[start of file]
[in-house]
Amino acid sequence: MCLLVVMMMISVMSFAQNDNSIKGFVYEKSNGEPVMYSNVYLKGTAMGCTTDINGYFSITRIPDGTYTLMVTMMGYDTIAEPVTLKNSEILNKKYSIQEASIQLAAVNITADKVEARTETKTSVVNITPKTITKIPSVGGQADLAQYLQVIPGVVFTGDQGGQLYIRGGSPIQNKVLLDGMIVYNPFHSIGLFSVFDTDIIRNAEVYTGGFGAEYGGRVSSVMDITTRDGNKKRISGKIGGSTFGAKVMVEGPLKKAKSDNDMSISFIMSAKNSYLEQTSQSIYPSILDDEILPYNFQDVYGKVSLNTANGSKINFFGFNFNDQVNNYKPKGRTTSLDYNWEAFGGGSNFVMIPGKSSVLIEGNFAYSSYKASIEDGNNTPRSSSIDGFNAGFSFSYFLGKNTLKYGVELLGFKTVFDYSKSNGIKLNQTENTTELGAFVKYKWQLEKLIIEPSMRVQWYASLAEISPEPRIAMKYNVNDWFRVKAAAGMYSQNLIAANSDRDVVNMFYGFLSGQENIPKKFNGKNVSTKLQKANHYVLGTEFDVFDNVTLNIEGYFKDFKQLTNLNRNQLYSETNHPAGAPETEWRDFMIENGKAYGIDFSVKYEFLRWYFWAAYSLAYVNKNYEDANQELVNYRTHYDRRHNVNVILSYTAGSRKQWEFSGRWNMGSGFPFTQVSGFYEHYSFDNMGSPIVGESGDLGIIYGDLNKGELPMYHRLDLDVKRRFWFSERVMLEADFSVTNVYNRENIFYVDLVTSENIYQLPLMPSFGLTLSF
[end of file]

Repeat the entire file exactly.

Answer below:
[in-house]
Amino acid sequence: MCLLVVMMMISVMSFAQNDNSIKGFVYEKSNGEPVMYSNVYLKGTAMGCTTDINGYFSITRIPDGTYTLMVTMMGYDTIAEPVTLKNSEILNKKYSIQEASIQLAAVNITADKVEARTETKTSVVNITPKTITKIPSVGGQADLAQYLQVIPGVVFTGDQGGQLYIRGGSPIQNKVLLDGMIVYNPFHSIGLFSVFDTDIIRNAEVYTGGFGAEYGGRVSSVMDITTRDGNKKRISGKIGGSTFGAKVMVEGPLKKAKSDNDMSISFIMSAKNSYLEQTSQSIYPSILDDEILPYNFQDVYGKVSLNTANGSKINFFGFNFNDQVNNYKPKGRTTSLDYNWEAFGGGSNFVMIPGKSSVLIEGNFAYSSYKASIEDGNNTPRSSSIDGFNAGFSFSYFLGKNTLKYGVELLGFKTVFDYSKSNGIKLNQTENTTELGAFVKYKWQLEKLIIEPSMRVQWYASLAEISPEPRIAMKYNVNDWFRVKAAAGMYSQNLIAANSDRDVVNMFYGFLSGQENIPKKFNGKNVSTKLQKANHYVLGTEFDVFDNVTLNIEGYFKDFKQLTNLNRNQLYSETNHPAGAPETEWRDFMIENGKAYGIDFSVKYEFLRWYFWAAYSLAYVNKNYEDANQELVNYRTHYDRRHNVNVILSYTAGSRKQWEFSGRWNMGSGFPFTQVSGFYEHYSFDNMGSPIVGESGDLGIIYGDLNKGELPMYHRLDLDVKRRFWFSERVMLEADFSVTNVYNRENIFYVDLVTSENIYQLPLMPSFGLTLSF